- American director, Alfred Hitchcock is a master at telling fun, suspenseful, and thoughtful stories. My favorites are Rope, Vertigo, The Birds, Rear Window, and I Confess.
- Polish director Krzysztof Kieslowski and his writing collaborator Krzysztof Piesiewicz’s three colors trilogy: Blue, White, and Red, and his The Decalogue (ten vignettes, one for each commandment) are well worth exploring.
- Woody Allen also has some great philosophical, yet humorous films in The Purple Rose of Cairo and Love and Death, and he explores relationships in Husbands and Wives, Manhattan, and Crimes and Misdemeanors.
- The Coen brothers, Ethan and Joel have a growing collection of great films (O Brother, Where Art Thou?, Fargo, Raising Arizona, and more).
- Alejandro Gonzalez Inarritu and Guillerma Arriaga have perfected postmodern storytelling showing the connections between people through overlapping vignettes (Amores Perros, 21 Grams, Babel, and The Three Burials of Melquiades Estrada).
Paris, Texas—From director Wim Wenders comes a heartbreaking story of a man trying to find redemption from a very broken past.
Magnolia—P.T. Anderson finds away to connect a smorgasbord of vignettes to the regrets of our lives.
Wit—A poignant film about the difficult relationship between the life of the mind and the life of the body.
The Matrix—Changed how all action movies are made and asks the question: How do we know what is real?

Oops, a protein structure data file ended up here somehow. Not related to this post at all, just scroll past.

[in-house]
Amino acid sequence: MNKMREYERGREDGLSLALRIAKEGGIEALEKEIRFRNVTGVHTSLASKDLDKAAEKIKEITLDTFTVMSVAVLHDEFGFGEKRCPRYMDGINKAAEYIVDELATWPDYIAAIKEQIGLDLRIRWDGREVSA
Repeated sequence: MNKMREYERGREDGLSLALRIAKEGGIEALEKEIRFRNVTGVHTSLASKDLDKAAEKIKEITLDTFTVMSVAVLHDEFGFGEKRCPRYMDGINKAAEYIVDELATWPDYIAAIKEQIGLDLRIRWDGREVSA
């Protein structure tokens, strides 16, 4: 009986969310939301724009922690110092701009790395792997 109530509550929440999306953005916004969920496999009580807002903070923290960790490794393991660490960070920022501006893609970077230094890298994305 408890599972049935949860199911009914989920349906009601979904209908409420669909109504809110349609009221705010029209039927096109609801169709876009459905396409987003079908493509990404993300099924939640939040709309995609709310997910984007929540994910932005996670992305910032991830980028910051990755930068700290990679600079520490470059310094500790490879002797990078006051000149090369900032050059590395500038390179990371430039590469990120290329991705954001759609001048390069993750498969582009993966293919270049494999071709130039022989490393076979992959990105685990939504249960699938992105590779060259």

The Wizard of Oz—A culturally influential film with a deep metaphor.
House of Sand and Fog—This film shows the importance of grace and forgiveness in our relationships to the other.
The Lord of the Rings trilogy—An imaginative story about one’s role in the cosmic struggle between good and evil.
The Apartment—Becoming “a mensch” (a true human being) is tough work.
Blade Runner—This futuristic film asks: How do we define what is human?
The Truman Show—In a world with a cacophony of voices, how do we find the one true voice?
Eternal Sunshine of the Spotless Mind—Can you erase love like information on a computer hard drive?
Crash—A film about the problem of race and how it drives the conflict in our relationships.
City Lights—A great love story involving mistaken identity—one of Charlie Chaplin’s best works.
Fight Club—A deep psychological look at coping with life in the 21st century.
Love Actually—A romantic comedy about love . . . actually.
V for Vendetta—How do we stand up for our political beliefs? Is violence ever justified if we are pursuing true justice?
Dogma and Thank You for Smoking—Great satires that reveal the hypocrisy that can describe us.
Princess Mononoke—One of Japan’s best anime films (with well made English dubbing): a great story of humans’ stewardly role on the earth.
Batman Begins and Superman Returns—These superheroes point out the reality of fear and the longing for redemption in the human condition.
To find more great films, visit my film index at www.filmindex.blogspot.com.